A cash flow forecast can be broken down into the same three basic sections as the statement of cash flows, that constitutes one of the basic financial statements:
cash flows from operating activities,
cash flows from investing activities,
cash flows from financing activities.
These three types of cash flow activities are interrelated. They depend on, and affect each other. The cash flow forecast should take this into account, and provide a complete picture of where cash will come from and how it will be used for the period being forecast. The relationships between the different cash flow activities may depend on the nature of the business, the stage of development of the business, and general economic conditions, or conditions within the market or industry in which the business operates.
For example, during a period of relatively normal ongoing operations, the results of the cash flow forecast for operating activities will probably feed the cash flow forecast of investing activities and financing activities. If a cash flow forecast of operating activities shows cash surpluses during certain periods, these surpluses could be incorporated into a short-term investment plan. On the contrary, if cash flows from operations are forecast to show a deficit, this information can be used to plan for the necessary financing.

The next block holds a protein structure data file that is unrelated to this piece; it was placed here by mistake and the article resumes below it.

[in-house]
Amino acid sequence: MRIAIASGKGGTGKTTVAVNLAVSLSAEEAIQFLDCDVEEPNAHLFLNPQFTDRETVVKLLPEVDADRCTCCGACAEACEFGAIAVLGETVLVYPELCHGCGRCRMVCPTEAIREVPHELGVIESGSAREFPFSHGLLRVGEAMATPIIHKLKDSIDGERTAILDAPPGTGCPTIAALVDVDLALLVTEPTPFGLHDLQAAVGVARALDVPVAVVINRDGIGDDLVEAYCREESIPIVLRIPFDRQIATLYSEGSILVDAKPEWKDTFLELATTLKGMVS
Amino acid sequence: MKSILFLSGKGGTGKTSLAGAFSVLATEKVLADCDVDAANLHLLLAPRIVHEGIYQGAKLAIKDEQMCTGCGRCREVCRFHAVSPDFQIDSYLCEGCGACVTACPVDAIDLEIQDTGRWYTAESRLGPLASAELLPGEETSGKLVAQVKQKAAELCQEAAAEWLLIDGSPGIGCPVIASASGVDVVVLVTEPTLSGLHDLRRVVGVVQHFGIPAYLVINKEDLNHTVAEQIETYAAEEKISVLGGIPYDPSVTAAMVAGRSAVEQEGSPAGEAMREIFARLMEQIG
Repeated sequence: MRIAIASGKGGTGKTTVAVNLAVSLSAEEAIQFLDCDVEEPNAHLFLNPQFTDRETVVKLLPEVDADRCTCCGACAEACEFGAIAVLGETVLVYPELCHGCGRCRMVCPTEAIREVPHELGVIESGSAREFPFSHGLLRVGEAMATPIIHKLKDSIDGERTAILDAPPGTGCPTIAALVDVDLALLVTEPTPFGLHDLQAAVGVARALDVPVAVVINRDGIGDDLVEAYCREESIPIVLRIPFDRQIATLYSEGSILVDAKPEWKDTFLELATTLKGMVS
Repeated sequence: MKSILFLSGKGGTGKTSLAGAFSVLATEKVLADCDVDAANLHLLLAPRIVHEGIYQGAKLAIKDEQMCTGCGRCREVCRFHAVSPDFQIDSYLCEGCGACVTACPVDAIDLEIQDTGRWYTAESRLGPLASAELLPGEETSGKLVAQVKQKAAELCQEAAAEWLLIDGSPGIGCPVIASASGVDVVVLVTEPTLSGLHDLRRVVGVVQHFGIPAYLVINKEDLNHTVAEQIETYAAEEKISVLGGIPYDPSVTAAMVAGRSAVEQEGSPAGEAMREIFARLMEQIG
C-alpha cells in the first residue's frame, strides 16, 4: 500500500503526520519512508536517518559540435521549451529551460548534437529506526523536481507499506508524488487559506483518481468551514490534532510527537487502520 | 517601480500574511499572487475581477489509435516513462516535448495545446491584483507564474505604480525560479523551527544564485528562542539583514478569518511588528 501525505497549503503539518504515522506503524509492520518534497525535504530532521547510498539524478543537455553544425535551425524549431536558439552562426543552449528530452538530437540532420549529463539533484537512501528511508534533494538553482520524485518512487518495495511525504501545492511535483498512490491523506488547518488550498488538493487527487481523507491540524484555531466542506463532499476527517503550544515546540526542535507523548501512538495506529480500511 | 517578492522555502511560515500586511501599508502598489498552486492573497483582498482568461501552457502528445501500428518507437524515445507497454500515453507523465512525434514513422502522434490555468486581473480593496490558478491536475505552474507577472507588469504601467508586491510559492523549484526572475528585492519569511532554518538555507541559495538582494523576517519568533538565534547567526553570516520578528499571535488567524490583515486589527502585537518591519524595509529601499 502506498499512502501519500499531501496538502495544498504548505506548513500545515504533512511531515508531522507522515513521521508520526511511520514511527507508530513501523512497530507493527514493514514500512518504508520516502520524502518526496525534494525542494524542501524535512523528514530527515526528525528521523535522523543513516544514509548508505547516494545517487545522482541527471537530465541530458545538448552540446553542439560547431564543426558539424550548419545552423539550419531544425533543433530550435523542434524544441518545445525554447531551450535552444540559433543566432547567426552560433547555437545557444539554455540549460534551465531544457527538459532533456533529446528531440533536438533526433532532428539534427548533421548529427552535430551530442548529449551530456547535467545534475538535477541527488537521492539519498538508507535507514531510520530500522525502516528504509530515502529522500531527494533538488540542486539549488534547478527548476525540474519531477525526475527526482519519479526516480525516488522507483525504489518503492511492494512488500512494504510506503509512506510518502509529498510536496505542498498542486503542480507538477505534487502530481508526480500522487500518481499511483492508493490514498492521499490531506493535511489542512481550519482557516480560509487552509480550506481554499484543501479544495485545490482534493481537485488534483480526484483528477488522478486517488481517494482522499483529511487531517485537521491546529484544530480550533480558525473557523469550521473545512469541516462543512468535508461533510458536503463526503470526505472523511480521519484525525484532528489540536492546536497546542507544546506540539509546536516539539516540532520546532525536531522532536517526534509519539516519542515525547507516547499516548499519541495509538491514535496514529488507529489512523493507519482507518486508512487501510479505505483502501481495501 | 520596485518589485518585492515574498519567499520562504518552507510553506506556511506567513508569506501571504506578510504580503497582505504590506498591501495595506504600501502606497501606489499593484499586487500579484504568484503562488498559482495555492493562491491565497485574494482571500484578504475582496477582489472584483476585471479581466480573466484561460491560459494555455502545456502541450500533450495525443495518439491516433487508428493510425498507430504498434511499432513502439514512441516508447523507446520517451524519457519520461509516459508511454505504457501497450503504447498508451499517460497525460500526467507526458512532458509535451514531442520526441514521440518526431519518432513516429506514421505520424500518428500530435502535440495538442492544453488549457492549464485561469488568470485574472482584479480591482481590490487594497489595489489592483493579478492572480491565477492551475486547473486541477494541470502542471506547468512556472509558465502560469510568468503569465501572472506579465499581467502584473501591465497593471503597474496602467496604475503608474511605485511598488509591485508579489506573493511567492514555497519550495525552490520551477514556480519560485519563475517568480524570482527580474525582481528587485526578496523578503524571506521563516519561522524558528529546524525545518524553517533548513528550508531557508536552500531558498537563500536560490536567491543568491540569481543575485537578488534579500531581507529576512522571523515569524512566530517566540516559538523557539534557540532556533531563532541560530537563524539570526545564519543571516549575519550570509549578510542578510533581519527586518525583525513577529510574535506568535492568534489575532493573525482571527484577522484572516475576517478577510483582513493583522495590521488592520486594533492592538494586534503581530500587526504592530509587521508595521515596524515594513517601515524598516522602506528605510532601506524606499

The cause and effect relationship, especially during certain stages of a business, such as during start-up, may be inverted, and the cash flows available for operating and investing activities will depend on the cash flows generated by financing activities. The amount of financing that can be obtained will determine the capital expenditures that can be made (investing activities) and the amount of working capital that can be used in the business (operating activities).
Growth and Expansion
During a period of growth or expansion, cash flows generated by operations may be used to finance growth, or cash flows from operations may be supplemented by cash flows from financing activities, in order to carry out investing activities, such as making additional capital expenditures to increase production capacity, investing in research and development, launching new lines of products, or starting up or purchasing new lines of business.